“If your event is in the unfortunate position of having something go wrong, it’s so much better to be open and honest with your customers, and assure them that you’re doing all you can to make things right, than to pretend the negative messages aren’t happening and stick your head in the sand. Anyone who is giving their time and money to attend your event—even if they didn’t drop $250K on a deluxe bungalow package (and especially if they did!)—deserves to be heard and responded to.”
—Erin De Baets, Programs & Participant Support Manager
Whether an event is planned and produced well or done poorly, there will always be questions from attendees as the date draws near. Providing timely and accurate information and quickly responding to any customer concerns should be a top priority. There must be a system and adequate staff in place to address comments and questions via email and social media, and ideally also by phone.
Inevitably, when it started to become clear to Fyre ticket-holders that there might be issues with the festival, they began reaching out via social media. Questions started trickling in about transportation, lodging, and other logistical details. When those posts were ignored, the questions soon shifted to angry comments and criticism. And instead of responding and directly addressing the issue, the Fyre moderators began deleting the posts and then shut off social comments altogether. This is perhaps when the savvy ticket-holder might seriously question whether or not to get on a plane to the Bahamas.
But come they did. And the customer support once guests arrived at the festival camp was no better than what they’d experienced beforehand. Hundreds of people standing in line to check in and expecting a beach-front villa for the weekend were told by a shouting man standing atop a table to “just go grab a tent.” With no plans in place to manage tent assignments or luggage retrieval, things quickly regressed into what witnesses essentially describe as a privileged-millennial version of Lord of the Flies. The next day, after the concert itself was cancelled and attendees were shuttled back to the airport, they were trapped at the airport without food, water, or any clear information about when they’d get to go home. This is truly the stuff of event management nightmares.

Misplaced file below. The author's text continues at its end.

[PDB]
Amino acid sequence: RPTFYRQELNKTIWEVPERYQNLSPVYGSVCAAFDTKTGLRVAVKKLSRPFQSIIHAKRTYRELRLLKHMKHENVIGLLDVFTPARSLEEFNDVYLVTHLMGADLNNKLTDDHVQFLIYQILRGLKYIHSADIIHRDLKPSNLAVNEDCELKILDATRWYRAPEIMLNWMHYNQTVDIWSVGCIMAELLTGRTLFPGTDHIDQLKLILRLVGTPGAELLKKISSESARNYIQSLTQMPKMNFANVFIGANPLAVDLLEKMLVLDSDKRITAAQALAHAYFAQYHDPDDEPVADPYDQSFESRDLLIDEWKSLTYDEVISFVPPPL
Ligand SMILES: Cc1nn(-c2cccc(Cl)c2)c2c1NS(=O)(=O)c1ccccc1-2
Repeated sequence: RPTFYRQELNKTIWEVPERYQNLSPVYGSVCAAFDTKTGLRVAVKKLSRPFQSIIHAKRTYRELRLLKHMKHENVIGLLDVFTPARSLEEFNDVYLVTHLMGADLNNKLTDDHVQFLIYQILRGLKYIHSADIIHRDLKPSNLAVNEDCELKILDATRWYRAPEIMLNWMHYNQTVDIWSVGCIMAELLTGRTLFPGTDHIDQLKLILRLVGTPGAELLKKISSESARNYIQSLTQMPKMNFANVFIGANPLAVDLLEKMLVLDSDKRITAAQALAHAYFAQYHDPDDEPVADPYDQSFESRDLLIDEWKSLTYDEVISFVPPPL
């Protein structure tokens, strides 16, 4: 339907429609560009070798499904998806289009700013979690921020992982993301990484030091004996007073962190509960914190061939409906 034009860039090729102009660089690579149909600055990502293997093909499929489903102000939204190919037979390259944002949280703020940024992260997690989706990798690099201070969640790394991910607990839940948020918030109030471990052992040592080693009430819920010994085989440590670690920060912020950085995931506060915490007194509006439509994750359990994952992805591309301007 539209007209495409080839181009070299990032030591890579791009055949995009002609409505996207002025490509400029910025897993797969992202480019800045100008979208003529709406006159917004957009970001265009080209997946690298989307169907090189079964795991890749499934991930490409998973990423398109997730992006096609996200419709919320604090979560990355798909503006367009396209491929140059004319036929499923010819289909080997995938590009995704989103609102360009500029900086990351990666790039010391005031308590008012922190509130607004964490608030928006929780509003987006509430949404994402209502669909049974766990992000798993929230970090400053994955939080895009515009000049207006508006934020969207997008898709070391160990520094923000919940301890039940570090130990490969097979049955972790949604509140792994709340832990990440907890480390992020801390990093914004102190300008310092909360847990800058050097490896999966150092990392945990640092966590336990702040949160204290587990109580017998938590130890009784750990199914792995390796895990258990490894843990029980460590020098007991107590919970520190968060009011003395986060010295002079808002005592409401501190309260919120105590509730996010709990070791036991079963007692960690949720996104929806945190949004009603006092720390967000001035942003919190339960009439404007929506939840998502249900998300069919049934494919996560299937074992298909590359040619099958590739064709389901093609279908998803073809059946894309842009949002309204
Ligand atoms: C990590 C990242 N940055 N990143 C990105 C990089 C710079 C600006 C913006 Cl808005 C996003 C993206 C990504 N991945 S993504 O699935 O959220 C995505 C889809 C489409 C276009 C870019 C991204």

“Have a crisis communications and community management plan if the best-case scenario, worst-case scenario, or something in the middle happens.”
—Katie Zupancic Wymer, Senior Manager, Digital Marketing
Having detailed plans in place for any number of unforeseen circumstances is a non-negotiable requirement when you’re responsible for not only the happiness of your attendees, but also their safety. And this is perhaps the single most significant takeaway from Fyre: the well-being of those who have entrusted you with their time, their money, and their security comes above all else.
So while it’s fun to laugh at hapless event producers and promoters making epic mistakes, and the ticket buyers duped by a glossy marketing campaign, there are some serious and useful things we can learn from watching this train wreck. We think it’s worthwhile to get your Project Management, Marketing, Production and Customer Service teams in front of the TV this weekend to see how you can learn from Fyre’s mistakes. Whether you choose the Hulu or Netflix portrayal (We say watch them both! You can never see enough documentaries about Fyre Festival!), this cautionary tale can help you avoid pitfalls in your own events.
When not playing the role of participant in everything from 5Ks to marathons, Cheryl works as the Brand Manager for MuckFest®, helping to deliver a meaningful event experience to others. She is also passionate about documentary film, music festivals, and the word “perhaps”.